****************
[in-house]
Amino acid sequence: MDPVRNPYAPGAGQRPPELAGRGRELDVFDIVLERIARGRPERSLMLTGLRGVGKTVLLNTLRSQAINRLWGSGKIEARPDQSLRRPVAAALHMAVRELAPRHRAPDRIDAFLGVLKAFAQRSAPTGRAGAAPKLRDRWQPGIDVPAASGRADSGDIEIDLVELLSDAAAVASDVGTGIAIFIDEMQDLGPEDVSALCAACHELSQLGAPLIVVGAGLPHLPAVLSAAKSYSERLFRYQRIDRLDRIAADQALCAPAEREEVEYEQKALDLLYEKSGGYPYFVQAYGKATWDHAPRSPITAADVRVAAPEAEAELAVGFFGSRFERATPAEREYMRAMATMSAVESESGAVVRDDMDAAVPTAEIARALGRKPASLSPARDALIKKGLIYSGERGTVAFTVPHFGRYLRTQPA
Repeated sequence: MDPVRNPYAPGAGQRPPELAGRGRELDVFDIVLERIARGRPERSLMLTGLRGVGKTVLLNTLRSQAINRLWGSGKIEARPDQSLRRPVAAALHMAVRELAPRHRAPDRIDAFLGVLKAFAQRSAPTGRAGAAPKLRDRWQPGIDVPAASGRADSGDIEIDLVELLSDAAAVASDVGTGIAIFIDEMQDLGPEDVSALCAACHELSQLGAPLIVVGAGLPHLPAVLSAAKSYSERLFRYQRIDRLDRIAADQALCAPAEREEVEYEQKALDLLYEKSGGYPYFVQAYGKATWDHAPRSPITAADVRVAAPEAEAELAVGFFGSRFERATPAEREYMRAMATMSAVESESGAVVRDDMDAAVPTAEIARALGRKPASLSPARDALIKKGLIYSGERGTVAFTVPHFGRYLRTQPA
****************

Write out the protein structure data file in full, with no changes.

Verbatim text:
[in-house]
Amino acid sequence: MDPVRNPYAPGAGQRPPELAGRGRELDVFDIVLERIARGRPERSLMLTGLRGVGKTVLLNTLRSQAINRLWGSGKIEARPDQSLRRPVAAALHMAVRELAPRHRAPDRIDAFLGVLKAFAQRSAPTGRAGAAPKLRDRWQPGIDVPAASGRADSGDIEIDLVELLSDAAAVASDVGTGIAIFIDEMQDLGPEDVSALCAACHELSQLGAPLIVVGAGLPHLPAVLSAAKSYSERLFRYQRIDRLDRIAADQALCAPAEREEVEYEQKALDLLYEKSGGYPYFVQAYGKATWDHAPRSPITAADVRVAAPEAEAELAVGFFGSRFERATPAEREYMRAMATMSAVESESGAVVRDDMDAAVPTAEIARALGRKPASLSPARDALIKKGLIYSGERGTVAFTVPHFGRYLRTQPA
Repeated sequence: MDPVRNPYAPGAGQRPPELAGRGRELDVFDIVLERIARGRPERSLMLTGLRGVGKTVLLNTLRSQAINRLWGSGKIEARPDQSLRRPVAAALHMAVRELAPRHRAPDRIDAFLGVLKAFAQRSAPTGRAGAAPKLRDRWQPGIDVPAASGRADSGDIEIDLVELLSDAAAVASDVGTGIAIFIDEMQDLGPEDVSALCAACHELSQLGAPLIVVGAGLPHLPAVLSAAKSYSERLFRYQRIDRLDRIAADQALCAPAEREEVEYEQKALDLLYEKSGGYPYFVQAYGKATWDHAPRSPITAADVRVAAPEAEAELAVGFFGSRFERATPAEREYMRAMATMSAVESESGAVVRDDMDAAVPTAEIARALGRKPASLSPARDALIKKGLIYSGERGTVAFTVPHFGRYLRTQPA